LEVEL/ AGE: PreA1 - A2
Harry Hare is captured by a fox! As Hare thinks about the ways he can escape and be free again, the wind is getting stronger and stronger. The wind is good, Harry thinks! The fox can’t run fast! Maybe I’m lucky! Felix takes one step forward, and the wind pushes him three steps back. He’s so tired now, he stops under a tree. Harry Hare thinks: He’s tired. Perhaps I can get free now. I must be ready to run.
Design Thinking Introduction:
Design Thinking micro-activities are an ideal choice when you want to work on problem-solving or creative thinking but your class time restraints you. Ask your students to come up with ideas that could help the heroes and heroines of the stories overcome the challenges presented to them and foster a can-do mindset early on.
Interested in learning more about Design Thinking activities in the ESL class? Read our blog post!
Introduce the concept of design thinking, explaining its problem-solving approach and stages: empathize, define, ideate, prototype, test—you can simplify those to help students better grasp the concept and their mission.
As a first step, ask learners to observe the situation to identify any flaws or problems.
In the next stage, brainstorm ways to solve Harry Hare’s problem. Each kid should offer their opinion!
At the end, ask the kids which way will help Harry solve his problem and why!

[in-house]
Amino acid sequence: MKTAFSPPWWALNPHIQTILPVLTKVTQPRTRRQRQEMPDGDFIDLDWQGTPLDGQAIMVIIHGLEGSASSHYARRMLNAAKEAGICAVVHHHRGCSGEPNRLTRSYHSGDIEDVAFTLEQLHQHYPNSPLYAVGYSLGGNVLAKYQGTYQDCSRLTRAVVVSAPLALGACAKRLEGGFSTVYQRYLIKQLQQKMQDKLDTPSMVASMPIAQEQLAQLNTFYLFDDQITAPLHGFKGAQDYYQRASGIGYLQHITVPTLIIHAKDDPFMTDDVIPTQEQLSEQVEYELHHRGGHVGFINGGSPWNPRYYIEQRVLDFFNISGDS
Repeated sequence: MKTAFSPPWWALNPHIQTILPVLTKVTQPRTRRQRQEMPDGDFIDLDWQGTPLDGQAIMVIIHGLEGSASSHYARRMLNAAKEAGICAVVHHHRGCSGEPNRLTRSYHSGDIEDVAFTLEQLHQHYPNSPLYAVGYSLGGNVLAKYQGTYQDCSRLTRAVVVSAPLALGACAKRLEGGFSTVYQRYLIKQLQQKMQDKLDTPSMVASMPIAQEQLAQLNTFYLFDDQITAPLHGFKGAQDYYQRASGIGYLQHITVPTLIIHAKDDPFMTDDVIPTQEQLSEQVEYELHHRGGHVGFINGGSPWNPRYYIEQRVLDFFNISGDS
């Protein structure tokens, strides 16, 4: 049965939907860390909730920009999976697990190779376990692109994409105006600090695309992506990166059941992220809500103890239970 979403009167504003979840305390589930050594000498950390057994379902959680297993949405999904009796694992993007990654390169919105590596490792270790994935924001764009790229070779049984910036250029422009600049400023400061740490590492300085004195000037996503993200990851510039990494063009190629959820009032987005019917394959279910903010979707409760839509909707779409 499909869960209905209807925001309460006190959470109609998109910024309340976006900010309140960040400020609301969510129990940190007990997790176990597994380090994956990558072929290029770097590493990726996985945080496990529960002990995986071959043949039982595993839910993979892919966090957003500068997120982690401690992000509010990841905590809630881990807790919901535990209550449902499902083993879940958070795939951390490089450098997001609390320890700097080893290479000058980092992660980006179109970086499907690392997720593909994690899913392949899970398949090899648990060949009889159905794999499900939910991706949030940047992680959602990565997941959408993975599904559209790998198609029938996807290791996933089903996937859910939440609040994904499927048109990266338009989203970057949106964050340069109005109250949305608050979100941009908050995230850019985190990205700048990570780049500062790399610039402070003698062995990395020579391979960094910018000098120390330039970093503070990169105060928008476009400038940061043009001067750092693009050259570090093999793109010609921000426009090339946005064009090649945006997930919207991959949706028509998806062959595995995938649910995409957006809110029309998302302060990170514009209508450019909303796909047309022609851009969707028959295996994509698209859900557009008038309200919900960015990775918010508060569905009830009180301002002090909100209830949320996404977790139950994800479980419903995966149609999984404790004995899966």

Engage students in the story by asking how they would feel in Harry's situation or what challenges he might have faced. Use sticky notes to write down their thoughts and feelings.
What’s the problem?
Discuss and define the main problem or challenge Harry encountered in the story. Write this down on a large paper or whiteboard.
Find The Lucky Hare, HERE!
What should Harry do?
Encourage students to brainstorm ideas to solve Harry's problem. Provide space for them to draw or write their ideas on the board or separate sheets of paper.
Have students choose one or a combination of ideas from the brainstorming stage. Ask them to create a drawing representing their solution.
In pairs or small groups, students present their drawings. Encourage them to explain their solution in English, describing how it could help Harry in the story.
After all the presentations, ask kids which way will help Harry solve his problem and why!
Download the Design Thinking Template!